When the jars are hot enough, use your jar lifter to take one out of the hot water. (Now you see why you need a jar lifter!) Pour the hot water out of the jar and place it on a clean towel on the counter. Fill this jar as tightly as you can with 3 inch to 4 inch long okra pods, plus a garlic clove in the bottom. The tighter you pack them in, the easier it will be when you pour the brine in. Some of my okra was pretty long, so I had to select the short ones that would fit into the jar. You're not supposed to trim the cap off the okra entirely, but I trimmed some of the stems back a little to make them fit in the jars. If you like very hot pickles, you can add a hot pepper piece to each jar too.


Here are the packed jars:


Now all you have to do is ladle the pickling brine onto the okra pods in the jars. By now it should be boiling. Put the funnel on one of the jars and ladle the brine into the jar until it reaches 1/4 inch from the top. This is important: you don't want the jar to be too full, or have too much air space at the top either.

Now you see why it's good to really cram that okra in:  if it's too loose, it starts floating when you put the brine on. If it does, just cram a few more pods in until they sort of stay down.

Wipe the rim of the jar carefully with a very clean cloth or paper towel. Take your magnetic lid lifter, and lift a lid out of the hot water. Place it carefully on the jar rim, rubber side down. Make sure there is no little bit of spice or okra on the rim; this will prevent a good seal. Screw the band down on the jar to hold the lid in place. Use the jar lifter to put this jar in the canner, which is still simmering.

Do the same with all your jars. You can use the knife thing to remove any bubbles around the edge of the jar, but this is not really necessary with okra pickles.  It's something you have to do with jam, though. This tool also  has a handy measuring device on its end that helps you estimate what 1/4 inch clearance is at the top of the jar.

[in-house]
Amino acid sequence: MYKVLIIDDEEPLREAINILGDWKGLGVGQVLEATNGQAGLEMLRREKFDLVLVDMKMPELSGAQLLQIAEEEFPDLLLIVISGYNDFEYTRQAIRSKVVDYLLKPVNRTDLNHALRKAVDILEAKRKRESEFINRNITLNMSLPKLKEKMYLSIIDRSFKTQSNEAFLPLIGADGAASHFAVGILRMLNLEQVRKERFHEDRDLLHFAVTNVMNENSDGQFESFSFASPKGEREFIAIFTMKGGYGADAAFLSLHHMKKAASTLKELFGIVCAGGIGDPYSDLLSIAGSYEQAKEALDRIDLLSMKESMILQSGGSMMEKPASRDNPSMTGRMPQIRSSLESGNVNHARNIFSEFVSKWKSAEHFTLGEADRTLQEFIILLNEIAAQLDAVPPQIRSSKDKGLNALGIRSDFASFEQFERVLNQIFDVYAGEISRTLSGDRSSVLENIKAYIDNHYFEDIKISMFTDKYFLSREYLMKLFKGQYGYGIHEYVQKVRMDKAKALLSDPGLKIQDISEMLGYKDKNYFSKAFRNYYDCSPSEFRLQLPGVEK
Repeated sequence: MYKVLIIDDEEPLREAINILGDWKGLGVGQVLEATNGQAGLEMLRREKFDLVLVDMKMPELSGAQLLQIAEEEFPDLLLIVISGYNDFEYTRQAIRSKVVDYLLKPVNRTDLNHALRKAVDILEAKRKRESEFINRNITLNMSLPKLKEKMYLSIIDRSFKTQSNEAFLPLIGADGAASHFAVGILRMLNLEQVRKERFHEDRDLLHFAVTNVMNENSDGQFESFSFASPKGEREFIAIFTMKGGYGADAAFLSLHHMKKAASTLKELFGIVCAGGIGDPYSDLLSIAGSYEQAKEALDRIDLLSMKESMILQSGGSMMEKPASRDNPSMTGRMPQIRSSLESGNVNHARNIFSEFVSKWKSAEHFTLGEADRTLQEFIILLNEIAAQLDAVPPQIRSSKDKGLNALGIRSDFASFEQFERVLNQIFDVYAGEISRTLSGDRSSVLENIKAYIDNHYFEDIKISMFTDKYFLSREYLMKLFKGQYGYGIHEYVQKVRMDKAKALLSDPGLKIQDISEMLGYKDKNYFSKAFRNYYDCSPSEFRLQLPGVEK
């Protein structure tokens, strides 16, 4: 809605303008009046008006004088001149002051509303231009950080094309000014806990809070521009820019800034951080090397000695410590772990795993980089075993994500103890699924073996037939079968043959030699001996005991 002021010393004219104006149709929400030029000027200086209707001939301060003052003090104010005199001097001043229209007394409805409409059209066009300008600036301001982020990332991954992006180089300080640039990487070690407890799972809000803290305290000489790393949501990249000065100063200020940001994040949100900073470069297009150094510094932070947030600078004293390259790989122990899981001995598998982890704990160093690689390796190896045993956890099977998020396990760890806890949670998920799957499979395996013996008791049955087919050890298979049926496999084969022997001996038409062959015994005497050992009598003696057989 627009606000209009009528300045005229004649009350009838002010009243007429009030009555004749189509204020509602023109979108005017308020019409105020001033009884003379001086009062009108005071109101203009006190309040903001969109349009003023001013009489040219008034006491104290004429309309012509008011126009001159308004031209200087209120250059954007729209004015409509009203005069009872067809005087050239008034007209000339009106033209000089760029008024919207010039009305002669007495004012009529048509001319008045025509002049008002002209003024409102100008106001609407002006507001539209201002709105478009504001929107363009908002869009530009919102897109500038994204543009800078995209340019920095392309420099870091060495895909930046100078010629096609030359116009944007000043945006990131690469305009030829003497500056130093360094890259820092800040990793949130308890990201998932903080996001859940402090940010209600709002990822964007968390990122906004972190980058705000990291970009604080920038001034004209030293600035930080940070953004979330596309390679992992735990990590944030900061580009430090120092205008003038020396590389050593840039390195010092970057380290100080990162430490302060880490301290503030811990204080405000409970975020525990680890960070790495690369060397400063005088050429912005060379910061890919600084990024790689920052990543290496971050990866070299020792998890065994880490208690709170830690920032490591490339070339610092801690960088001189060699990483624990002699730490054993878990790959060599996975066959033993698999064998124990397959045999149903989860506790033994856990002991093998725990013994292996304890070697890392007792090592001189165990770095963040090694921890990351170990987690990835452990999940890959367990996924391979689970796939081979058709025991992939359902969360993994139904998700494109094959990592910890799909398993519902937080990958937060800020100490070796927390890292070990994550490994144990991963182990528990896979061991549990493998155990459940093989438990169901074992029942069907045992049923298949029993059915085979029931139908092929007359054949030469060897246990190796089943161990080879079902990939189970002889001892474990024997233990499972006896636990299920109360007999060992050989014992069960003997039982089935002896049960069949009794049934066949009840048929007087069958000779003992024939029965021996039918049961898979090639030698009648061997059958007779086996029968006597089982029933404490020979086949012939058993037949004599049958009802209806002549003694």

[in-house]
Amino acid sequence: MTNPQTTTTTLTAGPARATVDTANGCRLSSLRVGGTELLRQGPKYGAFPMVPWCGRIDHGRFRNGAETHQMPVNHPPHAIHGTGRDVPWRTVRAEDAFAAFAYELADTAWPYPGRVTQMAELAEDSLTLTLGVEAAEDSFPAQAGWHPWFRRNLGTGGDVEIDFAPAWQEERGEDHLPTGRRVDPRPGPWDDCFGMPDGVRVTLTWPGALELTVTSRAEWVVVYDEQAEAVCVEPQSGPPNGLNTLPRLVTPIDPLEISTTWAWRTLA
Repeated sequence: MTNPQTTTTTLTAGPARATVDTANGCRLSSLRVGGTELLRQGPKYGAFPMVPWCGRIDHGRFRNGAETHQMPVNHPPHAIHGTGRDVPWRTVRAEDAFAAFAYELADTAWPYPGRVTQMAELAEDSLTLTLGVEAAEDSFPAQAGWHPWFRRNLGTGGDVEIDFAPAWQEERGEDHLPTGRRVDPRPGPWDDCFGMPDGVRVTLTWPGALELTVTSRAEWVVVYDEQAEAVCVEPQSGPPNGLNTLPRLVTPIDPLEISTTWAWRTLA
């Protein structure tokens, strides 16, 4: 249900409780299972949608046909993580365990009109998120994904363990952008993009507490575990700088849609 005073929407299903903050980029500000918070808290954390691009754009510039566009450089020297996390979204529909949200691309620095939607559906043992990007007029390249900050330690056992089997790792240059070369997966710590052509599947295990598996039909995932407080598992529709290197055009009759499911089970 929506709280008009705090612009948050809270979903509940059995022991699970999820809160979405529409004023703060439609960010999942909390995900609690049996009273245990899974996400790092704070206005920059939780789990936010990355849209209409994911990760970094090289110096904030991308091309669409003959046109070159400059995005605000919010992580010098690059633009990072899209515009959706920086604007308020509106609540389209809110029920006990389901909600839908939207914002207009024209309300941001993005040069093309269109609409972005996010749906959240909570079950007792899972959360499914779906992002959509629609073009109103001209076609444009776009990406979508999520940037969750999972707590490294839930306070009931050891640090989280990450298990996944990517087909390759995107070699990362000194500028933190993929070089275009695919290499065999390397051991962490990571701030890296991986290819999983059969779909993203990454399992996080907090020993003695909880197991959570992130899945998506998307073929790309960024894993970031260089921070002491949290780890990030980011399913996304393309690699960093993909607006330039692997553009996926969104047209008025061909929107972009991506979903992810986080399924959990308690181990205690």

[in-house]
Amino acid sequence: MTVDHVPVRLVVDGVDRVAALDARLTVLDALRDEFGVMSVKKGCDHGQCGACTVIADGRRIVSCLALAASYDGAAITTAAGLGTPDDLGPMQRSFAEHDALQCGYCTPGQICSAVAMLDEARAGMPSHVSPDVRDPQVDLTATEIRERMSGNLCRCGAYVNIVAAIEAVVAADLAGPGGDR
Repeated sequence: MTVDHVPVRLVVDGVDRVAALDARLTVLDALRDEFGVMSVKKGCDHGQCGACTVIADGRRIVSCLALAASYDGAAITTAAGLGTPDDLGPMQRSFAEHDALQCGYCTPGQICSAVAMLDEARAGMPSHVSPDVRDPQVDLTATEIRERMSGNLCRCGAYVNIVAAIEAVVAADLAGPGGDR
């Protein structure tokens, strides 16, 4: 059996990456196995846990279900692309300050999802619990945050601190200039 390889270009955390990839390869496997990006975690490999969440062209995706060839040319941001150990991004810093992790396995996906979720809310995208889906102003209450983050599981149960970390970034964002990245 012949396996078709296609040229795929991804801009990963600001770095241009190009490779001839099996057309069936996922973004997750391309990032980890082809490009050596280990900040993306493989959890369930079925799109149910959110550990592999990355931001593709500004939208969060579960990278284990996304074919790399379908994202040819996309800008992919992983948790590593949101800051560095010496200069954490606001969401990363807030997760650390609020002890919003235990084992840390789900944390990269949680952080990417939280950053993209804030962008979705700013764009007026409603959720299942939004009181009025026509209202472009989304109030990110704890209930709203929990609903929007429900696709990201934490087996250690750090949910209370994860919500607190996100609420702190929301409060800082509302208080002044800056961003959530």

All your jars are back in the canner now:


Put the lid on and bring it to a rolling boil. Once it boils, start the timer. Boil the jars for ten minutes. Remove them from the canner with the jar lifter (now you're REALLY glad you have one of these!) and set them gently on the counter. In a few minutes you will hear the characteristic ping that the jar lids make as they seal.

Occasionally you may have a jar that doesn't seal. You can tell because when you press the lid in the middle after it has cooled, the little indentation will go down. The rest of the jars will already have that little dent down. No worries: just put that unsealed jar in the fridge and eat it soon. The rest of the jars can be stored on a shelf for six months or a year.

At first the okra pods will look as if they are floating too much in the brine in the jar. Don't worry. They'll "sink" later and look like the ones in the grocery store.



So this is the basic method for canning: sterilizing jars and lids; getting the product ready (which sometimes involves cooking it in a separate pot); filling the jars; processing the jars; and cooling the jars. I label the lids with a sharpie: I write the name of the product and the date on the lid.  Now that you know the basics, you can try almost any recipe. Start with The Ball Blue Book or The Complete Book of Home Preserving, if you don't have a canning cookbook. Both of these books have good general directions about canning.